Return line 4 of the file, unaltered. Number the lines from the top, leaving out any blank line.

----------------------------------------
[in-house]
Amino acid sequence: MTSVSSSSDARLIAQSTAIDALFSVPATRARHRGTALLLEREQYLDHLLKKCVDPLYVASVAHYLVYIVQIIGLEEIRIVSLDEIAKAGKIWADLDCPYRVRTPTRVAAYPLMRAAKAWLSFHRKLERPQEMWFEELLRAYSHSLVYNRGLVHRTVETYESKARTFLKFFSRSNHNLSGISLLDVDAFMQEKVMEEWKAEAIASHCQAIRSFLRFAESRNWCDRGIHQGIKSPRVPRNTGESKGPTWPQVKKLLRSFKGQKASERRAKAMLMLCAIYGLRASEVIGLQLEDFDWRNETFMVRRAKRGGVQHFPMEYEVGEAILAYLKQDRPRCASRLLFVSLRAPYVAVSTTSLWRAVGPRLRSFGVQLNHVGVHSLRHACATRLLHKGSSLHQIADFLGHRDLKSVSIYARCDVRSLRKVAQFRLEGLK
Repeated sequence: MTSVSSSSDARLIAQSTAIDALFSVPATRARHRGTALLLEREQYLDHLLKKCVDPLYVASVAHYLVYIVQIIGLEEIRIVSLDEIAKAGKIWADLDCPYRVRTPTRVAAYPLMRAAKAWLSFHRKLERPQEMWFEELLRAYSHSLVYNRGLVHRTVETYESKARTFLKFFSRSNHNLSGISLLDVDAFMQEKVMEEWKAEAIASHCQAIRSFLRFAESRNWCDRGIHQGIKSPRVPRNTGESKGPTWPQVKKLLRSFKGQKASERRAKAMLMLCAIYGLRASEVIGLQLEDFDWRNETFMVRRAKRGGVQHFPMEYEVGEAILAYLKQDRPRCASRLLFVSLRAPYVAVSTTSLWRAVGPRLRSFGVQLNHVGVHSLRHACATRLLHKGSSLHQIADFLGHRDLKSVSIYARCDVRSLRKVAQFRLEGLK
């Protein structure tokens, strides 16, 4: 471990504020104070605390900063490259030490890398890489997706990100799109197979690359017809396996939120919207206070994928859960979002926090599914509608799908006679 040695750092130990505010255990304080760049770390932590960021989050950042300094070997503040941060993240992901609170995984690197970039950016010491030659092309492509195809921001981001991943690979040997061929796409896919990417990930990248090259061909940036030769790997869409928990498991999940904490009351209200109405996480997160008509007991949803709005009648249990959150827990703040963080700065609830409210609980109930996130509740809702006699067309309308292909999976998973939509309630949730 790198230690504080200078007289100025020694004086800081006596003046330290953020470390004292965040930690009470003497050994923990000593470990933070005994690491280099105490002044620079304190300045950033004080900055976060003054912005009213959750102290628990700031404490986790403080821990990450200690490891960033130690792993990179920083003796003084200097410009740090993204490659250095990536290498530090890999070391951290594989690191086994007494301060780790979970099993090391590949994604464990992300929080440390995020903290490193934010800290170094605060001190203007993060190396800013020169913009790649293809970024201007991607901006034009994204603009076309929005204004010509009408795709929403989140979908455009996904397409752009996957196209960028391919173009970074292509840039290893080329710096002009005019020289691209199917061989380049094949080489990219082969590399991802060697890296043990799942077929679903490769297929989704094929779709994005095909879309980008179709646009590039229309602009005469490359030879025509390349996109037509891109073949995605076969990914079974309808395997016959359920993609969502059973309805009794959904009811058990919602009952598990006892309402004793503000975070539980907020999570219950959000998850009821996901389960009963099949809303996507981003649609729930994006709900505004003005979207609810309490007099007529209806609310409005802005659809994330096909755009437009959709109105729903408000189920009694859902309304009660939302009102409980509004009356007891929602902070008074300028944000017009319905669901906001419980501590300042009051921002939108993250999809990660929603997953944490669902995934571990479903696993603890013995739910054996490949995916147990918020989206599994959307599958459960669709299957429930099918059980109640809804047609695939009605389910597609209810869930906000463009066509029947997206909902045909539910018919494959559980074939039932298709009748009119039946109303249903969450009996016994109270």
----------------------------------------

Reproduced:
């Protein structure tokens, strides 16, 4: 471990504020104070605390900063490259030490890398890489997706990100799109197979690359017809396996939120919207206070994928859960979002926090599914509608799908006679 040695750092130990505010255990304080760049770390932590960021989050950042300094070997503040941060993240992901609170995984690197970039950016010491030659092309492509195809921001981001991943690979040997061929796409896919990417990930990248090259061909940036030769790997869409928990498991999940904490009351209200109405996480997160008509007991949803709005009648249990959150827990703040963080700065609830409210609980109930996130509740809702006699067309309308292909999976998973939509309630949730 790198230690504080200078007289100025020694004086800081006596003046330290953020470390004292965040930690009470003497050994923990000593470990933070005994690491280099105490002044620079304190300045950033004080900055976060003054912005009213959750102290628990700031404490986790403080821990990450200690490891960033130690792993990179920083003796003084200097410009740090993204490659250095990536290498530090890999070391951290594989690191086994007494301060780790979970099993090391590949994604464990992300929080440390995020903290490193934010800290170094605060001190203007993060190396800013020169913009790649293809970024201007991607901006034009994204603009076309929005204004010509009408795709929403989140979908455009996904397409752009996957196209960028391919173009970074292509840039290893080329710096002009005019020289691209199917061989380049094949080489990219082969590399991802060697890296043990799942077929679903490769297929989704094929779709994005095909879309980008179709646009590039229309602009005469490359030879025509390349996109037509891109073949995605076969990914079974309808395997016959359920993609969502059973309805009794959904009811058990919602009952598990006892309402004793503000975070539980907020999570219950959000998850009821996901389960009963099949809303996507981003649609729930994006709900505004003005979207609810309490007099007529209806609310409005802005659809994330096909755009437009959709109105729903408000189920009694859902309304009660939302009102409980509004009356007891929602902070008074300028944000017009319905669901906001419980501590300042009051921002939108993250999809990660929603997953944490669902995934571990479903696993603890013995739910054996490949995916147990918020989206599994959307599958459960669709299957429930099918059980109640809804047609695939009605389910597609209810869930906000463009066509029947997206909902045909539910018919494959559980074939039932298709009748009119039946109303249903969450009996016994109270």